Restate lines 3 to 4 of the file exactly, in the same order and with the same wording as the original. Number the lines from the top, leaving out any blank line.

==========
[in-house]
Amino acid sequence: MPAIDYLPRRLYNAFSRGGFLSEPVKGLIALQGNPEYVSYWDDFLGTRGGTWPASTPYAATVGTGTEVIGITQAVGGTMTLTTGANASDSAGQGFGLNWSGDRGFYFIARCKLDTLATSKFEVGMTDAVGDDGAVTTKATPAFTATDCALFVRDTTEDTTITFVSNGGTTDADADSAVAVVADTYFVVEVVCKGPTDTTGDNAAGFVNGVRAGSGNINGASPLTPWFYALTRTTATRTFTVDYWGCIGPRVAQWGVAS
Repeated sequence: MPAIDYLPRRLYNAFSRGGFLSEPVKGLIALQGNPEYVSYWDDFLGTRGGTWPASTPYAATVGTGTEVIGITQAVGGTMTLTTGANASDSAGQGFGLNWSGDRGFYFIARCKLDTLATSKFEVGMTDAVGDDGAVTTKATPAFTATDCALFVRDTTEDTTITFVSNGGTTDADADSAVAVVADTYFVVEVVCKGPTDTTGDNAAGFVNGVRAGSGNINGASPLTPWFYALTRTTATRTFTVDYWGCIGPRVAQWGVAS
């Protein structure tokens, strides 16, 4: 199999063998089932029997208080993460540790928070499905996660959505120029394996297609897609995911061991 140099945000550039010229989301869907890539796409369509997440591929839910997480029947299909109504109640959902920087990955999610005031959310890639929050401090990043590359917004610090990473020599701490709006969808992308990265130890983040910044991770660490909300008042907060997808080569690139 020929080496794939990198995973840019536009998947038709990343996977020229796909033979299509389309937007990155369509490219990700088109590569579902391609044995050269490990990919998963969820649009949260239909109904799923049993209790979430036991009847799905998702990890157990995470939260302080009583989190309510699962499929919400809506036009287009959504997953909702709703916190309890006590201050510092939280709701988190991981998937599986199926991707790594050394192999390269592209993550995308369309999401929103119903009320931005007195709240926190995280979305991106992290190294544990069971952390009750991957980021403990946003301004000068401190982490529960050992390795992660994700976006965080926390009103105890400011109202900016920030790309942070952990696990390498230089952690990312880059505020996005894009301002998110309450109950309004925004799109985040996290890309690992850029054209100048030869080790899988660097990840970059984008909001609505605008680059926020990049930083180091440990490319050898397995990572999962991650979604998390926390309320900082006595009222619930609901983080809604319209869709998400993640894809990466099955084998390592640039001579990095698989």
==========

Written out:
Repeated sequence: MPAIDYLPRRLYNAFSRGGFLSEPVKGLIALQGNPEYVSYWDDFLGTRGGTWPASTPYAATVGTGTEVIGITQAVGGTMTLTTGANASDSAGQGFGLNWSGDRGFYFIARCKLDTLATSKFEVGMTDAVGDDGAVTTKATPAFTATDCALFVRDTTEDTTITFVSNGGTTDADADSAVAVVADTYFVVEVVCKGPTDTTGDNAAGFVNGVRAGSGNINGASPLTPWFYALTRTTATRTFTVDYWGCIGPRVAQWGVAS
């Protein structure tokens, strides 16, 4: 199999063998089932029997208080993460540790928070499905996660959505120029394996297609897609995911061991 140099945000550039010229989301869907890539796409369509997440591929839910997480029947299909109504109640959902920087990955999610005031959310890639929050401090990043590359917004610090990473020599701490709006969808992308990265130890983040910044991770660490909300008042907060997808080569690139 020929080496794939990198995973840019536009998947038709990343996977020229796909033979299509389309937007990155369509490219990700088109590569579902391609044995050269490990990919998963969820649009949260239909109904799923049993209790979430036991009847799905998702990890157990995470939260302080009583989190309510699962499929919400809506036009287009959504997953909702709703916190309890006590201050510092939280709701988190991981998937599986199926991707790594050394192999390269592209993550995308369309999401929103119903009320931005007195709240926190995280979305991106992290190294544990069971952390009750991957980021403990946003301004000068401190982490529960050992390795992660994700976006965080926390009103105890400011109202900016920030790309942070952990696990390498230089952690990312880059505020996005894009301002998110309450109950309004925004799109985040996290890309690992850029054209100048030869080790899988660097990840970059984008909001609505605008680059926020990049930083180091440990490319050898397995990572999962991650979604998390926390309320900082006595009222619930609901983080809604319209869709998400993640894809990466099955084998390592640039001579990095698989």